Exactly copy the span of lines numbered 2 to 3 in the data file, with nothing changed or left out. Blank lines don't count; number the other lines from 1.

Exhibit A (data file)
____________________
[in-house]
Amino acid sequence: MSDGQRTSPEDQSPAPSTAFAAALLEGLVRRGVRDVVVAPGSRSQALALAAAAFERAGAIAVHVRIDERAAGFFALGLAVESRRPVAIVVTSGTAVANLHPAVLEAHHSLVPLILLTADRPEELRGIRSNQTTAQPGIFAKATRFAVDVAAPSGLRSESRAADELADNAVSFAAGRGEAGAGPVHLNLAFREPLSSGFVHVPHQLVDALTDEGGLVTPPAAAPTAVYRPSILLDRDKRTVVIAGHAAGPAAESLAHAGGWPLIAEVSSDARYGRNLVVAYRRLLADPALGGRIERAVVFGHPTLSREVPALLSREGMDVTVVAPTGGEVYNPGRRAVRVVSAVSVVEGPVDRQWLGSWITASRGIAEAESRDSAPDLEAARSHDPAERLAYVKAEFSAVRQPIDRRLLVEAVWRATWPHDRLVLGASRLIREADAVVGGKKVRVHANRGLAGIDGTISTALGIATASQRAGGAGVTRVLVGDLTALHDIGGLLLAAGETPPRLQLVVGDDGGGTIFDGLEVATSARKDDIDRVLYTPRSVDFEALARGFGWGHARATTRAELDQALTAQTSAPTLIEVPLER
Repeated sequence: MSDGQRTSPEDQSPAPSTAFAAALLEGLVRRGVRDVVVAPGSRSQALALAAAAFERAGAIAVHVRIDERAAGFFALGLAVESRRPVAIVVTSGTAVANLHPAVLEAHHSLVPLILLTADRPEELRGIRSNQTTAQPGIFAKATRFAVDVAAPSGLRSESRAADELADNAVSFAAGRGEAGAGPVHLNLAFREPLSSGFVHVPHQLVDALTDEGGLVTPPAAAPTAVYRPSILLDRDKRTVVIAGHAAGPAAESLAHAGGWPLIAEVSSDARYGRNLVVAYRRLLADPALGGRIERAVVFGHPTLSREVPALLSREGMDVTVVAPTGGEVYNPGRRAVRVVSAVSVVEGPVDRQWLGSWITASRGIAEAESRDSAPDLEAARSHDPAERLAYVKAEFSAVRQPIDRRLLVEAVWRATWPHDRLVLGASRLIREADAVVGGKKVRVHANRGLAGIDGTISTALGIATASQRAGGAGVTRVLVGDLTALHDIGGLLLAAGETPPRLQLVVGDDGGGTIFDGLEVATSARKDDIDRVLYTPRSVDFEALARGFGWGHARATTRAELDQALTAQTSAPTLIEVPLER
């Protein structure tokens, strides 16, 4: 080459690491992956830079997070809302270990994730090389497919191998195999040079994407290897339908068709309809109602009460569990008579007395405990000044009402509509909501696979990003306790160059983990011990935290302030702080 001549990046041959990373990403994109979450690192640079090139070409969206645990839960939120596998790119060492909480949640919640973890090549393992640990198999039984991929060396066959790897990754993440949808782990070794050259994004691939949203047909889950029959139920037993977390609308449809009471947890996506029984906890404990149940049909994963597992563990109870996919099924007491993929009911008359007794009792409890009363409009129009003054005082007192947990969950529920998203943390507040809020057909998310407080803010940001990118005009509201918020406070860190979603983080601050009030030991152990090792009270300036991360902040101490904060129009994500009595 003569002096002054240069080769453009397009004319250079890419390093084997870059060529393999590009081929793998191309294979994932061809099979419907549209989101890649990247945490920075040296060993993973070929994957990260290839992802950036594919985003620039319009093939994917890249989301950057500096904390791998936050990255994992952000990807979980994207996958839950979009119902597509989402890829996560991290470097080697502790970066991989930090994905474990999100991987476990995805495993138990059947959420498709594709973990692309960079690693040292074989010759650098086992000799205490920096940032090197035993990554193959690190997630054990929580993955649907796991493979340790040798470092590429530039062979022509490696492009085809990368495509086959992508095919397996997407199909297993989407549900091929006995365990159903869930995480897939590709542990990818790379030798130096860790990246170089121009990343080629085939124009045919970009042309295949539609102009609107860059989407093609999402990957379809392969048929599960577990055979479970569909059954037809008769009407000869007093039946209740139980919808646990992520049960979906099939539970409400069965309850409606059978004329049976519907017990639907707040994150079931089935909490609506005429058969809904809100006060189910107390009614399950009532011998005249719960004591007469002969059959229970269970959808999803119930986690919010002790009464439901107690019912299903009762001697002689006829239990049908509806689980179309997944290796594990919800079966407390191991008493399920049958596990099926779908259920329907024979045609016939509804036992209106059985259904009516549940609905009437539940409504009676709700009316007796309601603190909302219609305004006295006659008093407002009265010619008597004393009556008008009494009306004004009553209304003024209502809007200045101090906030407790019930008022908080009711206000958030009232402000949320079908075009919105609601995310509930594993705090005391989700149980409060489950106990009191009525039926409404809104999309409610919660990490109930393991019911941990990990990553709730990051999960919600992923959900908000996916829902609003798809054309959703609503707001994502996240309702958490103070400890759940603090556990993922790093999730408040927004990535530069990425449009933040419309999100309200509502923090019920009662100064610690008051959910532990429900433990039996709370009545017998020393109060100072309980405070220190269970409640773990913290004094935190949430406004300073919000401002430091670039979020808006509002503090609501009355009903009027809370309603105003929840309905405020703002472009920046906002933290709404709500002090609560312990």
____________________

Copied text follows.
Amino acid sequence: MSDGQRTSPEDQSPAPSTAFAAALLEGLVRRGVRDVVVAPGSRSQALALAAAAFERAGAIAVHVRIDERAAGFFALGLAVESRRPVAIVVTSGTAVANLHPAVLEAHHSLVPLILLTADRPEELRGIRSNQTTAQPGIFAKATRFAVDVAAPSGLRSESRAADELADNAVSFAAGRGEAGAGPVHLNLAFREPLSSGFVHVPHQLVDALTDEGGLVTPPAAAPTAVYRPSILLDRDKRTVVIAGHAAGPAAESLAHAGGWPLIAEVSSDARYGRNLVVAYRRLLADPALGGRIERAVVFGHPTLSREVPALLSREGMDVTVVAPTGGEVYNPGRRAVRVVSAVSVVEGPVDRQWLGSWITASRGIAEAESRDSAPDLEAARSHDPAERLAYVKAEFSAVRQPIDRRLLVEAVWRATWPHDRLVLGASRLIREADAVVGGKKVRVHANRGLAGIDGTISTALGIATASQRAGGAGVTRVLVGDLTALHDIGGLLLAAGETPPRLQLVVGDDGGGTIFDGLEVATSARKDDIDRVLYTPRSVDFEALARGFGWGHARATTRAELDQALTAQTSAPTLIEVPLER
Repeated sequence: MSDGQRTSPEDQSPAPSTAFAAALLEGLVRRGVRDVVVAPGSRSQALALAAAAFERAGAIAVHVRIDERAAGFFALGLAVESRRPVAIVVTSGTAVANLHPAVLEAHHSLVPLILLTADRPEELRGIRSNQTTAQPGIFAKATRFAVDVAAPSGLRSESRAADELADNAVSFAAGRGEAGAGPVHLNLAFREPLSSGFVHVPHQLVDALTDEGGLVTPPAAAPTAVYRPSILLDRDKRTVVIAGHAAGPAAESLAHAGGWPLIAEVSSDARYGRNLVVAYRRLLADPALGGRIERAVVFGHPTLSREVPALLSREGMDVTVVAPTGGEVYNPGRRAVRVVSAVSVVEGPVDRQWLGSWITASRGIAEAESRDSAPDLEAARSHDPAERLAYVKAEFSAVRQPIDRRLLVEAVWRATWPHDRLVLGASRLIREADAVVGGKKVRVHANRGLAGIDGTISTALGIATASQRAGGAGVTRVLVGDLTALHDIGGLLLAAGETPPRLQLVVGDDGGGTIFDGLEVATSARKDDIDRVLYTPRSVDFEALARGFGWGHARATTRAELDQALTAQTSAPTLIEVPLER